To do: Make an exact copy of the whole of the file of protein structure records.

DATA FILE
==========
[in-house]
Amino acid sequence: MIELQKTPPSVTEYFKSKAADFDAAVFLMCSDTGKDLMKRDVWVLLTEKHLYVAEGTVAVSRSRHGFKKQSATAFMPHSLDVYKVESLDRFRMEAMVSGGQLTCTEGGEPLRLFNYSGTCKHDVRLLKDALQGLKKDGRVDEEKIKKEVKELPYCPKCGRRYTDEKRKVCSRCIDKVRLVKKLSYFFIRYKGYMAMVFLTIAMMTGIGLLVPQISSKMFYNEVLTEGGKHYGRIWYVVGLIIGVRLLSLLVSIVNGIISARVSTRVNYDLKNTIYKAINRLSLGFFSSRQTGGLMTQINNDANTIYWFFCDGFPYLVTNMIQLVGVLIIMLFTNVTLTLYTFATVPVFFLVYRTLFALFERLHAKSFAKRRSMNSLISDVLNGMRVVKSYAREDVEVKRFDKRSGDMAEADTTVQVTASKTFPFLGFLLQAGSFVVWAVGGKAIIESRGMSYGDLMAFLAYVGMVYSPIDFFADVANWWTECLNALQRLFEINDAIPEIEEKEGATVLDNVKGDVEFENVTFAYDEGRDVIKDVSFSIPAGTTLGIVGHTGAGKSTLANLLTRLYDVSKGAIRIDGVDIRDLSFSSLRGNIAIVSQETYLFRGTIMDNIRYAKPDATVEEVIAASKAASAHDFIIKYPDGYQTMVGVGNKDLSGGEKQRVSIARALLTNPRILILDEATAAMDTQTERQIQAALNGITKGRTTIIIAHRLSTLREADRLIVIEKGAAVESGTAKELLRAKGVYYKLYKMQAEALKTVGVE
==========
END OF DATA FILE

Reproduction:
[in-house]
Amino acid sequence: MIELQKTPPSVTEYFKSKAADFDAAVFLMCSDTGKDLMKRDVWVLLTEKHLYVAEGTVAVSRSRHGFKKQSATAFMPHSLDVYKVESLDRFRMEAMVSGGQLTCTEGGEPLRLFNYSGTCKHDVRLLKDALQGLKKDGRVDEEKIKKEVKELPYCPKCGRRYTDEKRKVCSRCIDKVRLVKKLSYFFIRYKGYMAMVFLTIAMMTGIGLLVPQISSKMFYNEVLTEGGKHYGRIWYVVGLIIGVRLLSLLVSIVNGIISARVSTRVNYDLKNTIYKAINRLSLGFFSSRQTGGLMTQINNDANTIYWFFCDGFPYLVTNMIQLVGVLIIMLFTNVTLTLYTFATVPVFFLVYRTLFALFERLHAKSFAKRRSMNSLISDVLNGMRVVKSYAREDVEVKRFDKRSGDMAEADTTVQVTASKTFPFLGFLLQAGSFVVWAVGGKAIIESRGMSYGDLMAFLAYVGMVYSPIDFFADVANWWTECLNALQRLFEINDAIPEIEEKEGATVLDNVKGDVEFENVTFAYDEGRDVIKDVSFSIPAGTTLGIVGHTGAGKSTLANLLTRLYDVSKGAIRIDGVDIRDLSFSSLRGNIAIVSQETYLFRGTIMDNIRYAKPDATVEEVIAASKAASAHDFIIKYPDGYQTMVGVGNKDLSGGEKQRVSIARALLTNPRILILDEATAAMDTQTERQIQAALNGITKGRTTIIIAHRLSTLREADRLIVIEKGAAVESGTAKELLRAKGVYYKLYKMQAEALKTVGVE